I spent the first 30 years of my life living in northeast Oklahoma, America’s original tornado alley.
In fact, two of the 10 deadliest tornadoes in Oklahoma history touched down in the county where I was born and raised.
Tornado drills at school were commonplace and we grew accustomed to hearing the sirens being tested at noon each and every Wednesday.
Backyard cellars littered the neighborhoods and almost everyone I knew had a tornado story to tell.
But when it comes to tornadoes, Mississippi is definitely the Sooner State’s kindred spirit.
In fact, three of the 10 deadliest tornadoes in United States history touched down in Mississippi – including the deadly Purvis tornado of 1908 that claimed the lives of 143 people and injured another 770.
When that deadly storm finally subsided, it was said only seven houses in Purvis were left standing.
Fortunately, advancements in weather forecasting and the further development of technology has helped curb countless deaths in recent years.
For news departments like ours, weather events like these are an opportunity for us to roll up our sleeves to showcase the best of what our region has to offer.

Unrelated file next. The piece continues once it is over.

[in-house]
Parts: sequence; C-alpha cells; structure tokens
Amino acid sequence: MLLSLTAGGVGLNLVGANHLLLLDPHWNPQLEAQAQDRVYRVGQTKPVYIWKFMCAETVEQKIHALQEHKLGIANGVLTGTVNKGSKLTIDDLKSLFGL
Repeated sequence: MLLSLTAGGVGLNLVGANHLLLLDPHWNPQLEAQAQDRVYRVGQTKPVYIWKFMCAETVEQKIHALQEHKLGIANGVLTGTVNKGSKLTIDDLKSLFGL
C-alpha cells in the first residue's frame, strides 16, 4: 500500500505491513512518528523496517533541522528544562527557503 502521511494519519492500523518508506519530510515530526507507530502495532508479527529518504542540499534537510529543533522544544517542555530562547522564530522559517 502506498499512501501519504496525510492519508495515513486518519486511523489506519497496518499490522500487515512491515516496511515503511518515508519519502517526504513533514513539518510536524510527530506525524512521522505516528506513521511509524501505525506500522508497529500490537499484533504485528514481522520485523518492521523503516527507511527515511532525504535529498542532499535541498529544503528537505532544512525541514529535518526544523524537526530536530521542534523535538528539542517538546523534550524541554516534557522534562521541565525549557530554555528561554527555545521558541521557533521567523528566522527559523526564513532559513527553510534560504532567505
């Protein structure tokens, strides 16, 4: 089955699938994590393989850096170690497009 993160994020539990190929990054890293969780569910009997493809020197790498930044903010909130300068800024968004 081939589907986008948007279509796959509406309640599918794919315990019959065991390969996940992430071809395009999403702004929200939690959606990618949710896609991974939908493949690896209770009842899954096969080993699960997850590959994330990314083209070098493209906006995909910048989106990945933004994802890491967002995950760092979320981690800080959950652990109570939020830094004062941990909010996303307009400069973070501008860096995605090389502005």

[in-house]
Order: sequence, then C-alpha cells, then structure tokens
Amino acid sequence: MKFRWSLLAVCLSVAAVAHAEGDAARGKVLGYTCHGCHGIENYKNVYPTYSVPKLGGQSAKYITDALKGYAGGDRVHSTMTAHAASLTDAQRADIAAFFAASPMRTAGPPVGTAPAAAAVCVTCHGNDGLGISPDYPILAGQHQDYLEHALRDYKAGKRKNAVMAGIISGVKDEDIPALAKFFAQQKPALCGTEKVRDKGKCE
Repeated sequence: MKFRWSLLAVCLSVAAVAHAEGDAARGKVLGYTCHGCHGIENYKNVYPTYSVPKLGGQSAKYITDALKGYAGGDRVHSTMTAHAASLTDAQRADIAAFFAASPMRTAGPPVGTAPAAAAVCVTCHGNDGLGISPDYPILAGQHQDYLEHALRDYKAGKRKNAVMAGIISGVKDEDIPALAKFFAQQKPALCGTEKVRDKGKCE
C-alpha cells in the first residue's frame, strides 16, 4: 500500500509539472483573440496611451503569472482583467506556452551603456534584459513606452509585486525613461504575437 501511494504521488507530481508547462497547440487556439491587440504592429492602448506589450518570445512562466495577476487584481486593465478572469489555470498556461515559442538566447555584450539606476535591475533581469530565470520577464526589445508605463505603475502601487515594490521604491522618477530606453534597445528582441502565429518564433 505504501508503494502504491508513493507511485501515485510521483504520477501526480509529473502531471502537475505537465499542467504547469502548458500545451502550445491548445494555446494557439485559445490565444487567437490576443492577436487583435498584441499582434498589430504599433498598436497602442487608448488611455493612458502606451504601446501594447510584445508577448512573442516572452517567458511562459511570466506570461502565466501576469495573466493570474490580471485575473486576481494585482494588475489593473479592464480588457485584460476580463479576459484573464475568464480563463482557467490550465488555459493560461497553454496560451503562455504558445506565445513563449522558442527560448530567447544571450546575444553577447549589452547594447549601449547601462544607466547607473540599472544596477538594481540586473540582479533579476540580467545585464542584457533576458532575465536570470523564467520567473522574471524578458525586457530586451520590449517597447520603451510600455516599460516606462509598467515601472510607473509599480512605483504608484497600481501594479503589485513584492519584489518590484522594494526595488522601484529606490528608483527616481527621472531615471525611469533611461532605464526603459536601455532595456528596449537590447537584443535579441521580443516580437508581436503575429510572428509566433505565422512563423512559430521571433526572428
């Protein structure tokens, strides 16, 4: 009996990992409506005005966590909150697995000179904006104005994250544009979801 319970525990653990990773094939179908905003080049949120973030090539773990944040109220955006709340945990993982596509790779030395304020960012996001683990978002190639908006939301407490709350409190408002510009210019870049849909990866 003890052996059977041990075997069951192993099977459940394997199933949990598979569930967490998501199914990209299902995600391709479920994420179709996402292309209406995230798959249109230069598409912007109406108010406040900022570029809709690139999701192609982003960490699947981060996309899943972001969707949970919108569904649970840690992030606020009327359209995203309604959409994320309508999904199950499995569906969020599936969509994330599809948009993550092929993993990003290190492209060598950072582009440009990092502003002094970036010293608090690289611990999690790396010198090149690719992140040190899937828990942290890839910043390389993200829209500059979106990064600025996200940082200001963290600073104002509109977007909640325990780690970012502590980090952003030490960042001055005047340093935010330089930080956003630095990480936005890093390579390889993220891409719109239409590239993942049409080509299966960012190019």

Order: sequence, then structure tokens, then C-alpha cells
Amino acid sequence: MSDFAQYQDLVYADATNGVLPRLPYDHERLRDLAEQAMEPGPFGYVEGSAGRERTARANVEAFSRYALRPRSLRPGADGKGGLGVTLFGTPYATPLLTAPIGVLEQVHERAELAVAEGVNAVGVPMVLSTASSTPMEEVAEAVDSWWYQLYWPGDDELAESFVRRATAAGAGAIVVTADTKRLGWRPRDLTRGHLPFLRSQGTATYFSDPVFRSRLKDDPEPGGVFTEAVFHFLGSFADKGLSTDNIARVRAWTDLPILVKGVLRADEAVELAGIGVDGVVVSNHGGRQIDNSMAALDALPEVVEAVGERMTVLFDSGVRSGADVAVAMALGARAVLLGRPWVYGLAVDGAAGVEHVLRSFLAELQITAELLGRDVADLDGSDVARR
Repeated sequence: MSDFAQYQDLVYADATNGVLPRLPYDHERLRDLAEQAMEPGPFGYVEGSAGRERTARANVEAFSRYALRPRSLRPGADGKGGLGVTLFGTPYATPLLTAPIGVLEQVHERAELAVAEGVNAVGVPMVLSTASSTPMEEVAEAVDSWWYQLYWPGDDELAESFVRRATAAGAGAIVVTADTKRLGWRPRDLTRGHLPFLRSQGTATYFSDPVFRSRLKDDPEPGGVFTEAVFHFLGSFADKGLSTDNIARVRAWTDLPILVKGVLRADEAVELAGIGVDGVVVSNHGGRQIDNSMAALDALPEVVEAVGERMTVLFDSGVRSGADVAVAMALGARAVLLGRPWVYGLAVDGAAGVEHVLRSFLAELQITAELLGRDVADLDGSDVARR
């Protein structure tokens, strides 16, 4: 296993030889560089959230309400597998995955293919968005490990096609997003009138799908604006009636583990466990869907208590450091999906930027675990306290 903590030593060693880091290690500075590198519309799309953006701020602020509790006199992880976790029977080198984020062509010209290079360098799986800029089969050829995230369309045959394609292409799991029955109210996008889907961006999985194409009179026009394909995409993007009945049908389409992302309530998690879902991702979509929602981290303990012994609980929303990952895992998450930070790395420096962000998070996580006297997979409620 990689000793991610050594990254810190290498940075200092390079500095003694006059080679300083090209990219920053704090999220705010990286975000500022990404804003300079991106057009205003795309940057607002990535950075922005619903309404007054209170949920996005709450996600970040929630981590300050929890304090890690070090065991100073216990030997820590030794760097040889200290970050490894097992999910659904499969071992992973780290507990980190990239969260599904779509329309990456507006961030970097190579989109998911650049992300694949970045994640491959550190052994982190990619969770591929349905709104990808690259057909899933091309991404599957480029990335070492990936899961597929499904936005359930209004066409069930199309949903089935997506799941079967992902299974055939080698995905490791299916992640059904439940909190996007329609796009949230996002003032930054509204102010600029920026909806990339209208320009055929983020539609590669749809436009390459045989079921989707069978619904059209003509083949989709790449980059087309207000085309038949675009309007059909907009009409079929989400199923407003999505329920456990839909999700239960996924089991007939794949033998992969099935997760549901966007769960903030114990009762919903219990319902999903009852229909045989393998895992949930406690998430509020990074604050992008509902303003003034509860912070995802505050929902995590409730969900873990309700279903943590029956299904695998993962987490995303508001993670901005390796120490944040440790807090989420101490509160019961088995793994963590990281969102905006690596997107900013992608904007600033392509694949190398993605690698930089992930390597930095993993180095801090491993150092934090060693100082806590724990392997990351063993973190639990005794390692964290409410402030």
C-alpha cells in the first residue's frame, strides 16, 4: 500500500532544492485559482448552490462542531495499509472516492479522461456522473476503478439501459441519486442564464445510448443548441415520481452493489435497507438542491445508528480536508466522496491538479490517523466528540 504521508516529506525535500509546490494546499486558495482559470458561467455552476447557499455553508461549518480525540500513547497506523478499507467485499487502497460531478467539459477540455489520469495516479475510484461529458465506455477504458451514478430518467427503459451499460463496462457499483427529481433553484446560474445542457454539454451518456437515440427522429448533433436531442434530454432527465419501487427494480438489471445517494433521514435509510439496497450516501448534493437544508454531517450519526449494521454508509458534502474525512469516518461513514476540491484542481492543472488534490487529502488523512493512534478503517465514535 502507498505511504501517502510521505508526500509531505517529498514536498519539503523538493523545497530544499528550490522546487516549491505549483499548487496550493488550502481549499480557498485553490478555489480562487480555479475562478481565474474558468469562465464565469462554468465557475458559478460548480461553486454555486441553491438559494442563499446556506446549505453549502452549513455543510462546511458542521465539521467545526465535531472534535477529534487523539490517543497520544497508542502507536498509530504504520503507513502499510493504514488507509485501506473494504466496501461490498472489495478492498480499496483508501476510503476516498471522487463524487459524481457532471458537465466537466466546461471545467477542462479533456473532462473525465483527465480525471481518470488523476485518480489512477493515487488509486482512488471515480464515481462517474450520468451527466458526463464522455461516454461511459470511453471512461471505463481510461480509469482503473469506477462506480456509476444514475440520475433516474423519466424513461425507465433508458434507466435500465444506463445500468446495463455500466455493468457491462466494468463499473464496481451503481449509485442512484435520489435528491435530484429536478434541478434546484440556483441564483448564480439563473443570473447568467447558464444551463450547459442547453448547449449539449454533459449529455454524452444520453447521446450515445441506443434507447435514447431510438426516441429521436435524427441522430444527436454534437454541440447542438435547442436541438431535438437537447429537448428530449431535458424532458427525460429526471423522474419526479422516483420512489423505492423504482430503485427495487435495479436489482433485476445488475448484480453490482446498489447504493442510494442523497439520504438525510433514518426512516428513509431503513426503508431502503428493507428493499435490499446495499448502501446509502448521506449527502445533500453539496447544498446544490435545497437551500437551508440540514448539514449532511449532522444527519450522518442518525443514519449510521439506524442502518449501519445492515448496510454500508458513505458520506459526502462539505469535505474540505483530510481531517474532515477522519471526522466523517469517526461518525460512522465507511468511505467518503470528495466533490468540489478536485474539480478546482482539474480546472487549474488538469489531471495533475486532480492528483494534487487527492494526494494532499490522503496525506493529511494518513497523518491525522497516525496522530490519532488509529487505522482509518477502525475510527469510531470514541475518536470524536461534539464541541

As it is often pointed out during times like these, the South – and specifically the Pine Belt – knows how to overcome adversity – specifically when it comes to tragedy.
We proved it after Hurricane Katrina and again following the 2013 tornado and two years later when two Hattiesburg police officers were killed in the line of duty.
But as it is also often pointed out, the unity and support we offer one another during our darkest hours often disappears along with the blue tarps.
Using a weather analogy, it’s figuring out how to capture that lightning in a bottle that seems to elude us.
Weak-minded, opinionated men like State Sen. Chris McDaniel, a Republican member of the Tea Party from nearby Ellisville, don’t help matters. While his Pine Belt neighbors were still busy digging through the rubble of what was left of their lives, McDaniel took to social media to get political about Saturday’s women’s march in Washington and elsewhere.
Regardless of his personal feelings about the protests, Saturday was not the time for McDaniel to thrust himself into the spotlight, which has now garnered him – and our state – negative attention from coast to coast.
Even Petal Mayor Hal Marx, an often polarizing figure in his own right, wasn’t foolish enough to enter that fray. Why? Because at the end of the day, even Marx knows that community trumps politics. Pun intended.
Fortunately, overcoming adversity in the face of tragedy is one of the Pine Belt’s best traits and on weeks like this, not even the stooge from Ellisville is going to change that.
David Gustafson is the not-so-mild-mannered editor and publisher of The Hattiesburg Post, The Lamar Times, and The Petal News.
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